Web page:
Re: “Dawned vs Donned”–I learned to speak English in New York City where there is a clear difference in pronunciation between the two words, but for the last 30 years I have lived in Ohio where the two are pronounced virtually the same. The names Dawn and Don sound alike as well. My “Dawns” and “Autumns” often correct my “mispronunciation” of their names when I use an aw sound. Welcome to my world!
I think this error is probably primarily due to different pronunciations depending on what part of the U.S. a person is from. I’ve lived in different regions, and I’ve noticed in some of the places people said “dawn” and “don” almost identically.
Thanks for all the input! I am originally from the north and my own pronunciation doesn’t differentiate between the “awn” and “on”. The problem I have with blaming various pronunciations is because “donned” and “dawned” have separate meanings.
So, for all “intensive purposes” (good one Jeff G), I’m going to assume it was merely a lack of clarity on the part of the writer.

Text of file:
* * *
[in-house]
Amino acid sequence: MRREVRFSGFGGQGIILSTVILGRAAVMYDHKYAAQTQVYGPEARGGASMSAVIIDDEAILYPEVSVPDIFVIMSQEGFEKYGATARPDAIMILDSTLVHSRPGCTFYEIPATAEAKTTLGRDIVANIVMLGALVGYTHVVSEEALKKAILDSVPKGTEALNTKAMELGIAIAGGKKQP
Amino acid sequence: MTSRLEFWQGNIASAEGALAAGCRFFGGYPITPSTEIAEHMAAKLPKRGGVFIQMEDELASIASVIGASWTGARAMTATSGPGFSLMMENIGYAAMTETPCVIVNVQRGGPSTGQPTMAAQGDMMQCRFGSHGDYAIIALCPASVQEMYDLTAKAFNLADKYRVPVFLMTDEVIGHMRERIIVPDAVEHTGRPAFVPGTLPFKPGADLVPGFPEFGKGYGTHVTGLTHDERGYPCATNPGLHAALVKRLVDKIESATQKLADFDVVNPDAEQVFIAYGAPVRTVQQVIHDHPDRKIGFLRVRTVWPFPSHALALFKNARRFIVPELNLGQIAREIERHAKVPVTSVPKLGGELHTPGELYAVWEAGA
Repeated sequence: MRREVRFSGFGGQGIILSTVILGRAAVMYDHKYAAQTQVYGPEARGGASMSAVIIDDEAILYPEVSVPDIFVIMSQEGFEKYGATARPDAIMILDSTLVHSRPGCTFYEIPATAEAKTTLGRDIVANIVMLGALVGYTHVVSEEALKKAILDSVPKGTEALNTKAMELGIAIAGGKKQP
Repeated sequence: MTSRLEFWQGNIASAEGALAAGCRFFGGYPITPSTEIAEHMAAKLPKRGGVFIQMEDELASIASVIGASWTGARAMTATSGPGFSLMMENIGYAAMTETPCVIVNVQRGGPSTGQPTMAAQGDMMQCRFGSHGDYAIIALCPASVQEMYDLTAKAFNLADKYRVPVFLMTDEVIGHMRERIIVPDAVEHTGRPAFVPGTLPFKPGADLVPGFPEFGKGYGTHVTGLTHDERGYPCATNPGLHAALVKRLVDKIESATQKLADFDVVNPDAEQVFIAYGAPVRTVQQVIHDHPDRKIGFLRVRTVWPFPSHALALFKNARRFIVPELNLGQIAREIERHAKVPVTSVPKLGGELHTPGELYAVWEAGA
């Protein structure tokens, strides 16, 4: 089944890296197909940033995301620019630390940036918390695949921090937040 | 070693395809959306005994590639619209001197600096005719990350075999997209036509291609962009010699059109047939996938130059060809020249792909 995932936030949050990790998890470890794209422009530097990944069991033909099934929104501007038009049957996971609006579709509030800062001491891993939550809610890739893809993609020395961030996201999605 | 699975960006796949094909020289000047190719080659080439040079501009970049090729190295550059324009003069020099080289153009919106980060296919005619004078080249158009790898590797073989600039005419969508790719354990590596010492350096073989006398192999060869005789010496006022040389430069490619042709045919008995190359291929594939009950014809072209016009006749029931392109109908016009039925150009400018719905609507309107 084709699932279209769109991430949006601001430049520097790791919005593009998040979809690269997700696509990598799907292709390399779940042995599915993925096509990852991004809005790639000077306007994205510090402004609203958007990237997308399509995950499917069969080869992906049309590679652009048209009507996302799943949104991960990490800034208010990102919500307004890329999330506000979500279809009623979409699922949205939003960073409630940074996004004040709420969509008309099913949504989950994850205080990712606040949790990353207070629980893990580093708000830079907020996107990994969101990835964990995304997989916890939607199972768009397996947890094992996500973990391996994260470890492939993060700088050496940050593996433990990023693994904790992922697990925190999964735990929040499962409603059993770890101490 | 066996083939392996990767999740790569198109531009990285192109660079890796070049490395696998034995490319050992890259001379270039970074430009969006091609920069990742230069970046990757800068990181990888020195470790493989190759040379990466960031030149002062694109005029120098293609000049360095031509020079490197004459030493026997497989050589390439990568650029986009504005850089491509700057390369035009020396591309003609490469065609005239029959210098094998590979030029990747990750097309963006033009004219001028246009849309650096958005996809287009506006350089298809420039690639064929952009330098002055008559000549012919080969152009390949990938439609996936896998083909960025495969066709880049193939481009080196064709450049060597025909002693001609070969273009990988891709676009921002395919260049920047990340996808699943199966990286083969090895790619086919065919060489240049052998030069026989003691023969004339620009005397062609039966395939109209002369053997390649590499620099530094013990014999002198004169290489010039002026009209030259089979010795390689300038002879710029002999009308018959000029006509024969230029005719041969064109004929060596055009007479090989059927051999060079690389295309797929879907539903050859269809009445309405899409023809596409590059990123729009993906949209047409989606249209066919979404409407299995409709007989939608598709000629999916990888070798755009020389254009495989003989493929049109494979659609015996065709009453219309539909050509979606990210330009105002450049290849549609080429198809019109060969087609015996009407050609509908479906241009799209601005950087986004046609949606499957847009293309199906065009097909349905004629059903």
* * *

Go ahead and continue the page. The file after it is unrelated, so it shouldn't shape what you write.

I grew up in Arkansas. I pronounce/the vowel in dawn, lawn, yawn, as /aw/. The vowel in don is /ah/, as in on, fond, yond,
In Massachusetts, those words are all pronounced the same way. Seems to be the same in the Seattle area, too.
I love this, because the very same thing happened to me. I found an article where the writer chose to use the word don instead of dawn. Reading the article out loud made me realise that that one word changed the tone of the article, “it donned on me” just didn’t sound right, still doesnt!